|Publication number||US4950842 A|
|Application number||US 07/354,777|
|Publication date||Aug 21, 1990|
|Filing date||May 22, 1989|
|Priority date||May 22, 1989|
|Publication number||07354777, 354777, US 4950842 A, US 4950842A, US-A-4950842, US4950842 A, US4950842A|
|Inventors||Mark E. Menninga|
|Original Assignee||Menninga Mark E|
|Export Citation||BiBTeX, EndNote, RefMan|
|Patent Citations (6), Referenced by (46), Classifications (9), Legal Events (3)|
|External Links: USPTO, USPTO Assignment, Espacenet|
The invention relates to improvements in a safety device for controlling access to an electrical outlet.
Such devices serve an obvious need particularly for preventing accidents and injuries to small children to whom a plugged-in-electric cord or open electrical outlet is a natural object of curiosity and investigation and many devices have been provided with this purpose in mind as exemplified in U.S. Pat. Nos. 2,716,733, 4,530,555, 4,470,655 and 4,652,696.
It has been observed that many of such prior devices emphazise the limits of dexterity and strength of small children and disclose various forms of a closure or cover for the outlet with various arrangements of latching means that have been designed with intricacies for the manner and form required to disengage the closure with the purpose that, because of the difficulties presented, the removal of the closure and resulting access to the outlet will be beyond the capabilities of small children and thus prevented. While such devices may serve their purpose with some children, there are many others whose ingenuity is such that mere difficulty in solving the workability of the latch mechanism will sooner or later be overcome by persistent efforts. A disadvantage which appears to be a common characteristic of such prior devices is that despite the intended difficulty of use, they are all capable of being operated merely by manual manipulation once the procedure is solved and thus do not accomplish their purpose for small children whose dexterity and strength may be greater than expected.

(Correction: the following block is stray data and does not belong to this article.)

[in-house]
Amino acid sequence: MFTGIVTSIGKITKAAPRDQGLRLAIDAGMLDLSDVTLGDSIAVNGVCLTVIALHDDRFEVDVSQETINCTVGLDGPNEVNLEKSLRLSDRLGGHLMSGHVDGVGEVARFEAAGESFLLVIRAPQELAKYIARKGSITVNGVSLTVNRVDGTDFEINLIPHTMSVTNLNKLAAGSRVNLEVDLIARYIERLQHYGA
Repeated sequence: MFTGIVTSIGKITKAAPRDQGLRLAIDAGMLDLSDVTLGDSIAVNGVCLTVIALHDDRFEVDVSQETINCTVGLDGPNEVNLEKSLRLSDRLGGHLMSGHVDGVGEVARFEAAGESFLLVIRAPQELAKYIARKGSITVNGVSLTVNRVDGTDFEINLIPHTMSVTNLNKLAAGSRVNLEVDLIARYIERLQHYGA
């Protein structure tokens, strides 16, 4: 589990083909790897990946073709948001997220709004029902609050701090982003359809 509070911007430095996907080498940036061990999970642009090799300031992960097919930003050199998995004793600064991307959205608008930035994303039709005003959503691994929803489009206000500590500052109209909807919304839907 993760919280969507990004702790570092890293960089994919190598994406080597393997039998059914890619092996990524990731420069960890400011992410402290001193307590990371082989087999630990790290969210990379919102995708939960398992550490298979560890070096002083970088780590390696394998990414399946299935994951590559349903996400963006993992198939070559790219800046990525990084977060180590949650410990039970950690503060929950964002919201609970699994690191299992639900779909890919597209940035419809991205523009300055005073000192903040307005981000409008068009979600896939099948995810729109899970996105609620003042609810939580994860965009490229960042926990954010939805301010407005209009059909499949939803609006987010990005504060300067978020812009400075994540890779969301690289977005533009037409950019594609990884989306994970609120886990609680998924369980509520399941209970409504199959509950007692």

It has also been observed that devices designed to limit the access to an electrical outlet by small children can serve another important purpose of preventing accidental, inadvertent or intentional disconnection of an electric cord in situations where the connection should not be interrupted as, for example, where the connection is to an alarm system, a refrigerator, a freezer or the like. In these situations, whether caused by a small child or an adult and whether by accident, inadvertence or intentionally as a prank, such disconnection can affect the safety of a household or business or result in the spoilage of foods with the loss of the monetary value thereof. Alarm devices have been provided to signal the removal of a plug or outlet cover but these do not deny access to the outlet by small children or disconnection by accident and it is thus desirable that such a safety cover not be removable merely by manual manipulation dependent upon the dexterity of whomever attempts to do so or be susceptible of removal by accident or when not intended.